Let’s Look Back, at TEAM Nursing!

Submitted by Elaine S. Puricelli RN, BSN

Tags: nursing assistant patient care patient identification Team Nursing

Let’s Look Back, at TEAM Nursing!

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Writing this work after retiring from nursing. In 1988, I joined the field of nursing as a new grad. I had worked in another field for 10 years prior to graduating nursing school and I wanted to get a professional degree. Nursing fit the bill!

Working as a new nurse was wonderful and an affirmation that I made the right call, the right career choice. At that time, my employer engaged in a team nursing concept. As the registered nurse I was the team leader of my patients: That is, the patients assigned to me on a shift. The team consisted of a registered nurse, an LPN who was in a dedicated role as medication nurse, and a nursing assistant.

This was an AMAZING way to enter the field of nursing! I’m sure I will hear complaints from LPN’s reading this essay, stating that their role as the dedicated medication nurse was not the best use of nursing skills. However, the RN still had to administer I.V. medications and start I.V. drips; the medication nurse could hang antibiotics (I.V.) as I recall.

My takeaway point with this essay is that team nursing in this scenario, meant 3 sets of eyes on our patient load. The RN was required to start I.V.’s, take off doctors’ orders and administer I.V. push medication, but the RN was ENGAGED directly in patient care under this style of nursing! The nursing assistant and the RN worked side-by-side to provide outstanding care to the patient without the RN (myself, in this example), feeling chained to the medication cart and having the feeling that taking time out for patient care would make me late for a medication pass. Perhaps other nurses in my era didn’t appreciate this style of nursing care, but in more recent days, primary nursing is the paradigm.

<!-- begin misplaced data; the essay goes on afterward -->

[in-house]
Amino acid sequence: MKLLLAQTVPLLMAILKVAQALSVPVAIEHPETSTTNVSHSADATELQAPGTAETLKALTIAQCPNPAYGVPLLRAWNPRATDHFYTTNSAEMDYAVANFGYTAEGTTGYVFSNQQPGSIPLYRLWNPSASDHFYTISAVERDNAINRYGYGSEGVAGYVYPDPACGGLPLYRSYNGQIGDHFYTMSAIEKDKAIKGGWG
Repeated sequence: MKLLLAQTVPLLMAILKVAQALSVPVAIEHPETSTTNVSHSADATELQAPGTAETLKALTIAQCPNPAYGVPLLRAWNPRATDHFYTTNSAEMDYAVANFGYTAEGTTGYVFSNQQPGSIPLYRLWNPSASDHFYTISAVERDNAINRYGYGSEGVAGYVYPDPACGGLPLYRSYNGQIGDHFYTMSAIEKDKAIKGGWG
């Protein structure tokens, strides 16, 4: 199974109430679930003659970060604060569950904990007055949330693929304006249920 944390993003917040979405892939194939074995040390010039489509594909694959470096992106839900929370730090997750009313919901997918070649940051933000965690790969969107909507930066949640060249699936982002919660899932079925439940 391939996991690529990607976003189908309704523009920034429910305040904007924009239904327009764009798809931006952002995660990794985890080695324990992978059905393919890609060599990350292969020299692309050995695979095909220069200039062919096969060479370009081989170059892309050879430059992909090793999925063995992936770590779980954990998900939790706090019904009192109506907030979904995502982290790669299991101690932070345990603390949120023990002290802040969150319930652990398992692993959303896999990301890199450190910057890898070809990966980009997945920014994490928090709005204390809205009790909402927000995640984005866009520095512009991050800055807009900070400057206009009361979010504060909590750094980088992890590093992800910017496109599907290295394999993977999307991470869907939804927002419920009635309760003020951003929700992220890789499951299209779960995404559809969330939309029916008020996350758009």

I have NO IDEA how primary nursing model of nursing care took hold and became the norm. Perhaps LPN’s complained en masse that acting as the medication nurse, daily, was disengaged from the patient. But TEAM nursing, once again, meant 3 sets of eyes on the patients to whom we were assigned and many more opportunities for the patient to SEE a caregiver in the room, providing care for him or her.

In my opinion, primary nursing models are NOT progressive nor a thoughtful role for the caregiver. One set of eyes versus three sets! All three members of the team completely engaged in their roles. Perhaps with a small nurse-to-patient ratio primary nursing makes sense, but back in the day, taking on our many patients with a team approach was efficient and more gratifying to me as a nurse. I could assess my patients as per my role. I could perform personal care and wound care. Finally, I could team lead AS the team leader. An outstanding model of nursing care and a role which I relished as team leader and participant in my patients’ care, and a role for which my academic degree as a professional nurse made practical and professional sense.